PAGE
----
Scholarship Application Process

Discussion in 'ROTC' started by tucker92, Apr 10, 2009.

  1. tucker92

    tucker92 Member

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    Pardon my ignorance on the subject, but I'd like to ask a question. When applying for an ROTC scholarship, I presume that the student must indicate which schools the student has applied to. Assuming qualification, is the student offered a scholarship to one school or some schools but not to others? Are the ROTC schools limited in the number of scholarships ROTC will assign to each school? I think I know the answers, but I am looking for guidance. Thank you.
     
  2. CadetMom777

    CadetMom777 Member

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    The answers to those questions will depend on the branch you are applying to. Is it Army, Navy/Marine, or Air Force?
     
  3. tucker92

    tucker92 Member

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    That would be the Navy/Marine Corps ROTC.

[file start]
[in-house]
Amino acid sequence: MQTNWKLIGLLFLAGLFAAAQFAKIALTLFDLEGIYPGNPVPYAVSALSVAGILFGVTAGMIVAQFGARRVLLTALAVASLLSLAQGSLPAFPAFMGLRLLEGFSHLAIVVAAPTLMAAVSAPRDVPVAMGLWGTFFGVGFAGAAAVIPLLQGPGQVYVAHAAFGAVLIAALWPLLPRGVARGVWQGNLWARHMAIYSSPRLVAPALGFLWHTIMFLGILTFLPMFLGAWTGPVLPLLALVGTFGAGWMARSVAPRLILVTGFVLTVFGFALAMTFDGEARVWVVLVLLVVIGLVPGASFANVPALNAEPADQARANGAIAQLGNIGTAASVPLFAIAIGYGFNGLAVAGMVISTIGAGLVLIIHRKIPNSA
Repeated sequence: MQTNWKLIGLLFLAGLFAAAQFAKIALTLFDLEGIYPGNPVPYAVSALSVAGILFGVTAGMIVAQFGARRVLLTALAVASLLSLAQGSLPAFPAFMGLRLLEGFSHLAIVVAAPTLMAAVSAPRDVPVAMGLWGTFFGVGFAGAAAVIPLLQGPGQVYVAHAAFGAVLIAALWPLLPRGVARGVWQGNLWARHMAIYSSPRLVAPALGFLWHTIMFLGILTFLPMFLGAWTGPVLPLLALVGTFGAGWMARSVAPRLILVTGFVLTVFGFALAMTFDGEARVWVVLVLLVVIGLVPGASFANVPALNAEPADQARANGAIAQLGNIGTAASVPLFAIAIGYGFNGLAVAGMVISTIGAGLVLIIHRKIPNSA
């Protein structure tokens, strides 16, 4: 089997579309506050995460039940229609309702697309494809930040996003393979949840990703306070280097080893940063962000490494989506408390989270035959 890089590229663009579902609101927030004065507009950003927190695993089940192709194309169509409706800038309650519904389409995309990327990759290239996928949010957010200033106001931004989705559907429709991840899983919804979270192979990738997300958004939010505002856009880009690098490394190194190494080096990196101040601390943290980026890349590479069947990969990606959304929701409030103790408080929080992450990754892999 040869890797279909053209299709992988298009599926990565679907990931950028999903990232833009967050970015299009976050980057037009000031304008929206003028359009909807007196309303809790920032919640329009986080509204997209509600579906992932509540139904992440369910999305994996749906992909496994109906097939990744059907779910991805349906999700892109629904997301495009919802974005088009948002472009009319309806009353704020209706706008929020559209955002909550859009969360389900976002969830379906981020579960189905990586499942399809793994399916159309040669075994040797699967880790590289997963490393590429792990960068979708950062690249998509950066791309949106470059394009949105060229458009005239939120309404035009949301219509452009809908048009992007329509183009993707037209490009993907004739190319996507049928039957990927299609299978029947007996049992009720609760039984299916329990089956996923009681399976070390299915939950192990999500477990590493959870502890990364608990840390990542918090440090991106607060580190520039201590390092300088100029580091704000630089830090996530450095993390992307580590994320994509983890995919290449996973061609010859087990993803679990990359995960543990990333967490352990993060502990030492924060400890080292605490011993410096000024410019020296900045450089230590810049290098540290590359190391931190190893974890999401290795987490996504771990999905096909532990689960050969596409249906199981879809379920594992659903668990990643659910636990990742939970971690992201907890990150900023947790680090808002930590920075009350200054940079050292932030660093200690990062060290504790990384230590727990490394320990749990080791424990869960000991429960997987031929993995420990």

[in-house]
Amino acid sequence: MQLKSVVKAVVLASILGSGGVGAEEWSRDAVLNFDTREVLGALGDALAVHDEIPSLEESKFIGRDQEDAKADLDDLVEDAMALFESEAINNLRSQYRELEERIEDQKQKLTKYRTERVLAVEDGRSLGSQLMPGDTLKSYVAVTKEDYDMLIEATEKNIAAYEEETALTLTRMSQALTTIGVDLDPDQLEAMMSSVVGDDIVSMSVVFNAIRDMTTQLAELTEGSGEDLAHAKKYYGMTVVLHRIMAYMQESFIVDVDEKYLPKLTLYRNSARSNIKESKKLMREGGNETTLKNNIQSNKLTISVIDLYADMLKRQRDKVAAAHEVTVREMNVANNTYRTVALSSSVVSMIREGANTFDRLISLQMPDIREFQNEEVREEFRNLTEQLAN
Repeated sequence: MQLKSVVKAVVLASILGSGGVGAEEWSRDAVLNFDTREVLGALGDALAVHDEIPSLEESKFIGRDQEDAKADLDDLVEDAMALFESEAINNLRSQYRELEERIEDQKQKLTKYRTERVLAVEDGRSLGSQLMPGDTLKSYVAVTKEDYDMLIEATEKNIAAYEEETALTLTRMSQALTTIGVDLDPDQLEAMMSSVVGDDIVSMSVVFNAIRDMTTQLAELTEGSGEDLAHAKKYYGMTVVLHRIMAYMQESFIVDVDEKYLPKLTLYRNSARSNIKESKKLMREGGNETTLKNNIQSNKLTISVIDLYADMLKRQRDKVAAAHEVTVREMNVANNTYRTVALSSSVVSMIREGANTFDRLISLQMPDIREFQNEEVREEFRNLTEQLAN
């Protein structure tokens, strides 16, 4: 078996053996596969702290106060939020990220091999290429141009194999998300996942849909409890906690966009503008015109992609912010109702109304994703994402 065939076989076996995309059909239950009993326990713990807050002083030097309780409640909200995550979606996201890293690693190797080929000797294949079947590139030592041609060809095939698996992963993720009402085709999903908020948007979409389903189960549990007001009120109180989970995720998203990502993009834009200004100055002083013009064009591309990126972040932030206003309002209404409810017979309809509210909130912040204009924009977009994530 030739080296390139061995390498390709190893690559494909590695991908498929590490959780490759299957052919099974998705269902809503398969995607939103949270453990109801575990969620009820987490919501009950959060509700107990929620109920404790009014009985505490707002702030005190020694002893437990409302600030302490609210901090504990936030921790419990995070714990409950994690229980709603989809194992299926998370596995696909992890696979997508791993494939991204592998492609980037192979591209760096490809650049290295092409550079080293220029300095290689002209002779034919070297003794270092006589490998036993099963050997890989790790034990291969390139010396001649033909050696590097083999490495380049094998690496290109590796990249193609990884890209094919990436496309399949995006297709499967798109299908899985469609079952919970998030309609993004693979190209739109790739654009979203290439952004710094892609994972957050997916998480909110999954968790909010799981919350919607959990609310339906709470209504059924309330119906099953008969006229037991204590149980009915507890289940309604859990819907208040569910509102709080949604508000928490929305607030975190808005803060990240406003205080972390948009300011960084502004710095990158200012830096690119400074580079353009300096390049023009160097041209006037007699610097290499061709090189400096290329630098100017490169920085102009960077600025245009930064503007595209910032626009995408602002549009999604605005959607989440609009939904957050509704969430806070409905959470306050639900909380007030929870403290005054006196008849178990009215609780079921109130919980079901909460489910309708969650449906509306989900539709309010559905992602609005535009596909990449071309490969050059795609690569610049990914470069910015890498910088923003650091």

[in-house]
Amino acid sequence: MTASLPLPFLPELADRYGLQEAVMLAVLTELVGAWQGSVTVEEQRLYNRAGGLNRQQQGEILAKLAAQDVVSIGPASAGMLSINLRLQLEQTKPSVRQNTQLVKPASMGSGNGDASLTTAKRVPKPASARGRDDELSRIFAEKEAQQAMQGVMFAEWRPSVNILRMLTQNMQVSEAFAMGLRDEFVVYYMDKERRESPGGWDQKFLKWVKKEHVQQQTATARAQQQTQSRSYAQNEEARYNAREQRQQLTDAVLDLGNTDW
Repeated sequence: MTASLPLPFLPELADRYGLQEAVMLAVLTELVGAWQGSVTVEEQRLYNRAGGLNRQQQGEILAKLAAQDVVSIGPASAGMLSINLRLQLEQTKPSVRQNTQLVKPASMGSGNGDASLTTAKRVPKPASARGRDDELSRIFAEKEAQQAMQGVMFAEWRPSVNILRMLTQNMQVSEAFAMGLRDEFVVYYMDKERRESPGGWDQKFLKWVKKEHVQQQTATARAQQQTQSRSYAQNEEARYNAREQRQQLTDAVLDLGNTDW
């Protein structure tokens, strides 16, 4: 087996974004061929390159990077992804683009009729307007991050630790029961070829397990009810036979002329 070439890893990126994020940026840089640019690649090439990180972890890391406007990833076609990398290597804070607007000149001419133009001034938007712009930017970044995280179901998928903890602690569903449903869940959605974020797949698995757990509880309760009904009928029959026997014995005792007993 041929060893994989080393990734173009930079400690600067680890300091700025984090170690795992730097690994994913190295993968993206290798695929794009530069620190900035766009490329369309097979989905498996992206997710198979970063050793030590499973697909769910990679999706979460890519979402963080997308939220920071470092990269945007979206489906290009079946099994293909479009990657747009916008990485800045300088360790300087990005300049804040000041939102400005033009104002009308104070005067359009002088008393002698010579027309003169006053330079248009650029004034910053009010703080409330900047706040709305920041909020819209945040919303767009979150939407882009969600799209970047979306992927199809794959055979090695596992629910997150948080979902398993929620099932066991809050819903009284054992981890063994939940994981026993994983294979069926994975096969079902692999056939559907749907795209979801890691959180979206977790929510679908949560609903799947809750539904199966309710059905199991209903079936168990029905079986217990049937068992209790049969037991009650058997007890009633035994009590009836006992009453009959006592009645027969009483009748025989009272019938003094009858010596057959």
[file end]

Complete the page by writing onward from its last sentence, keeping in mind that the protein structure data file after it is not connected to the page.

4. felixbed

    felixbed Member

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    First, check the NROTC scholarship site to see the list of colleges with NROTC units or cross town affiliates. If there is no NROTC unit, then no schoarship is available. Also campus locations can be an issue as well. Penn State unit is at the University Park (Main Campus) so if you do not get accepted to that campus you need to get transfered to that campus to use the scholarship. Rank your colleges accordingly, if they use rolling admissions, apply early so that your competition for a spot is less. You do not want to get a scholarship and not get into the college and then need to transfer the scholarship. Yes there are limited number of scholarship slots per unit. Popular units may fill early, Villanova unit was filled before they started regular admits in Feb this year. Make your list, apply early especially for the rolling admit schools and keep up the stats. Good luck on your journey.
    Go Navy!
     
  5. NHUSNAhopeful

    NHUSNAhopeful Member